Author Avi Silberstein will read from his first novel

Cult-inspired novelist comes to Nelson

Avi Silberstein's novel Human Solutions inspired by real-life saga of ex-Nazi Paul Schäfer.

According to research done by novelist Avi Silberstein, when ex-Nazi and cult leader Paul Schäfer discovered that many of his Chilean followers at his “Dignity Colony” were enthusiastically anticipating the coming winter holiday, he came up with a strange solution. He invited the kids to gather along the banks of the river, where he had arranged for a man dressed as Santa Claus to float by on a raft. When the festive figure appeared, to jubilation from the youngsters, he took out a gun and started firing.

Though he didn’t actually hit the man (he was aiming for the surrounding water) the volunteer had been instructed to fall over and float away as a corpse.

“Paul didn’t want anyone celebrating anything but his birthday, which they called Uncle Paul’s birthday. So that was the end of Christmas. Santa Claus was dead,” said Silberstein.

It was chilling stories like these that first fascinated Silberstein, who was born in Chile. He followed the multi-year saga surrounding Schäfer’s crimes, which included him spending a decade in hiding in Argentina. The cult leader ultimately died in prison in 2010.

“I’d heard about all of this as a kid. I was born in the early 80s, right in the middle of General Pinochet’s dictatorship. There were media reports about terrible things being repressed. Essentially he had created a bit of a concentration camp in southern Chile,” he said.

The issue Silberstein found himself facing, though, when it came time to sit down and write his book Human Solutions, was that the truth was so outrageous he wasn’t sure how to fictionalize it.

“I could’ve ended up writing a non-fiction book. I could’ve just kept researching, but that’s not what I wanted. I wanted to write a novel that just happens to be based on the real-life situation,” he said.

To that end, Silberstein invented Javier Gonzales, an extraordinary social engineer who uses actors to manipulate situations to his clients’ needs. He runs a company called Human Solutions, in which people can pay to have their lives altered.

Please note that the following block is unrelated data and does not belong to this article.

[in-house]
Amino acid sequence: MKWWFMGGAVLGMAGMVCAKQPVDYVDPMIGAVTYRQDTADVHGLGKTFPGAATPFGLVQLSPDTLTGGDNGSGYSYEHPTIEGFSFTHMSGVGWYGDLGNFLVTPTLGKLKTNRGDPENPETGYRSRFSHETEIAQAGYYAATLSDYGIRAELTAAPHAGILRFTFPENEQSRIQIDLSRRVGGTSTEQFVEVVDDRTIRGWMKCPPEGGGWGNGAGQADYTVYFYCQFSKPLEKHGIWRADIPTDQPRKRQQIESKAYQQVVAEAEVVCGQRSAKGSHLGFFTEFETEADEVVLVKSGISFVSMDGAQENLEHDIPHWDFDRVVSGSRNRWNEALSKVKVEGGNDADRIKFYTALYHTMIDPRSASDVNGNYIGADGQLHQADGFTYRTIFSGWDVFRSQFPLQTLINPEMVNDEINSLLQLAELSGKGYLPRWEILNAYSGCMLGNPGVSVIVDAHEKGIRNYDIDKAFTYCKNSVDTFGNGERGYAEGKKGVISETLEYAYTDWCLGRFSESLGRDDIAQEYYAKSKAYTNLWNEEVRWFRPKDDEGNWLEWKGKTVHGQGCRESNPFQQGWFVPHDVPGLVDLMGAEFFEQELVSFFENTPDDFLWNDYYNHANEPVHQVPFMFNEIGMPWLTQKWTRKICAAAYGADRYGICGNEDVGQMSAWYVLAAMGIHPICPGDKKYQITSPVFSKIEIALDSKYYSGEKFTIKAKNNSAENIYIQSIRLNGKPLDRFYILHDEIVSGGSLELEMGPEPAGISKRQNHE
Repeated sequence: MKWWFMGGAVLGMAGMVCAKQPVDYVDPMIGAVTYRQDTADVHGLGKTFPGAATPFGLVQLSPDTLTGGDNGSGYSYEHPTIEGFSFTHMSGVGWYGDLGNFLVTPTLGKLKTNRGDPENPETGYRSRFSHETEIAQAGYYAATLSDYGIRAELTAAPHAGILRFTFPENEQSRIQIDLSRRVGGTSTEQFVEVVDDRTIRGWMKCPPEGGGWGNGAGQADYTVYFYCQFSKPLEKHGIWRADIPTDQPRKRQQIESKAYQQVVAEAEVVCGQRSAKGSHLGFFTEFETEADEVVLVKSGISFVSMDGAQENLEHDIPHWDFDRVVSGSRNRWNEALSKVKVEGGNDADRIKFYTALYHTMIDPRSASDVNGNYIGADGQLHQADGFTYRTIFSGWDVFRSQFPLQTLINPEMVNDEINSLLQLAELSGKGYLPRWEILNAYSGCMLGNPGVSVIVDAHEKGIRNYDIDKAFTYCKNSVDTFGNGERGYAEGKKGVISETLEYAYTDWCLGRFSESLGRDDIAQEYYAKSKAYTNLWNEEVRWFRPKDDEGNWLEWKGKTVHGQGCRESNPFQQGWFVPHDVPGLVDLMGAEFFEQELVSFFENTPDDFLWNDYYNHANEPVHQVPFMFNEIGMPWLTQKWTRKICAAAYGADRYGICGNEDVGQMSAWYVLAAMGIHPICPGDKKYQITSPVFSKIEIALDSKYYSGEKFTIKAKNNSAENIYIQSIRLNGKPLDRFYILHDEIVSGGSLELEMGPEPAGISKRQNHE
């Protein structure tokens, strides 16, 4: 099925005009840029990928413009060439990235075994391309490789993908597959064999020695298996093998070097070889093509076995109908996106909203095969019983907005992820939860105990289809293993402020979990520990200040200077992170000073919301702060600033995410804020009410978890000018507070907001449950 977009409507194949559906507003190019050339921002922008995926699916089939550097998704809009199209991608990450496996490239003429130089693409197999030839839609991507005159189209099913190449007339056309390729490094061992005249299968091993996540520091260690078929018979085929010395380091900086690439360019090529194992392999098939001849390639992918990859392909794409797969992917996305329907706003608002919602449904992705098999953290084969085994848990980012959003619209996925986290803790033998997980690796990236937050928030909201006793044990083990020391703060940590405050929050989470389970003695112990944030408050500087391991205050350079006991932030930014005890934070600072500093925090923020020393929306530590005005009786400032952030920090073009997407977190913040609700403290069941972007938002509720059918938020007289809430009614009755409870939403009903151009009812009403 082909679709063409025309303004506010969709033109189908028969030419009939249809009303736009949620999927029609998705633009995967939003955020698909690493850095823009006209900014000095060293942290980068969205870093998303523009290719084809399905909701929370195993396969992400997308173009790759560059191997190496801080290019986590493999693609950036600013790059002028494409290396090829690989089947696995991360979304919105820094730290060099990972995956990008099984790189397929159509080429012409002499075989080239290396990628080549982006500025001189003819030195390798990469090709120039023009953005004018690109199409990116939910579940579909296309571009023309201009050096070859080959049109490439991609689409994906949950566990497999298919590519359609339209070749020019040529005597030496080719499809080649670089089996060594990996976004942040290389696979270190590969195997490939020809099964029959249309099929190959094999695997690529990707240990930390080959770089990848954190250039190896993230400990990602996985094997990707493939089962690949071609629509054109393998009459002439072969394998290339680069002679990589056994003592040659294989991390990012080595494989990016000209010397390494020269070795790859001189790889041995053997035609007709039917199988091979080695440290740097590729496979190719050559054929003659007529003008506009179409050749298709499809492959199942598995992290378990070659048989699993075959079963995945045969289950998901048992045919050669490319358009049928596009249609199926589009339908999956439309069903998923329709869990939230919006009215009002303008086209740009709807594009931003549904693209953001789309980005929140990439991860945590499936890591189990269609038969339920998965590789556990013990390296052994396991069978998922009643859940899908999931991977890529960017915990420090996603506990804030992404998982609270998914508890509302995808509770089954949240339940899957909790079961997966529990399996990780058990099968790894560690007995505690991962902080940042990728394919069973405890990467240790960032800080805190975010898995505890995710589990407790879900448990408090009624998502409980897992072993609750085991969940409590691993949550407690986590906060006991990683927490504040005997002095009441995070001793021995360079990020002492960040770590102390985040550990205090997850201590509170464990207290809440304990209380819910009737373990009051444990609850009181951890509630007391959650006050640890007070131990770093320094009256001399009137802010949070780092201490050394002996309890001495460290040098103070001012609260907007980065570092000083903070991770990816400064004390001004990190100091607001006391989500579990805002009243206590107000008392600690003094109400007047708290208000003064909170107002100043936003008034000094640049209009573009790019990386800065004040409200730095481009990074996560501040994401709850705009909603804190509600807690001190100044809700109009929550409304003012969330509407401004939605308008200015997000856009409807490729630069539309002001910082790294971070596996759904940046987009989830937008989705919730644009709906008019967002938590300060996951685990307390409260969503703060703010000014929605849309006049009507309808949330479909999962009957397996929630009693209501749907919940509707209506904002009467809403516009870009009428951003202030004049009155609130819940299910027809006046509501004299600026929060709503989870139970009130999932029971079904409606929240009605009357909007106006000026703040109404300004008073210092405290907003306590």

For instance, the team may tweak a work environment to help a client receive praise from their boss. Or they’ll invent situations in which someone will be tricked into falling in love.

“I’m not sure exactly how I came up with the idea,” said Silberstein. “There’s definitely hints of viral marketing, viral advertising. It occurs to me all the time: two people riding on the bus, saying how much their love their iPhones? They may be secretly working for Apple,”he said.

“I want to explore how and why we trust people.”

In the book, Gonzales becomes entangled with the cult, which has kidnapped the son of one of his clients.

“He decides his team will infiltrate the cult and find the boy,” he said.

Silberstein originally started writing short fiction, publishing in literary journals such as The New Quarterly and Grain. He even finished a collection a few years ago. But when he went to publishers, they encouraged him to produce a novel first.

“They told me it’s hard to sell short stories unless you’re Alice Munro,” he said.

But there are challenges to marketing his novel as well, as he feels it doesn’t clearly fall into any particular genre. He compared his work to that of Margaret Atwood and David Mitchell, who write literary fiction with fantastical elements. Human Solutions, he said, has thriller and mystery elements but is best described as literary fiction.

Silberstein will read from his novel and discuss the book at the Nelson Public Library at 7 p.m. on December 2.

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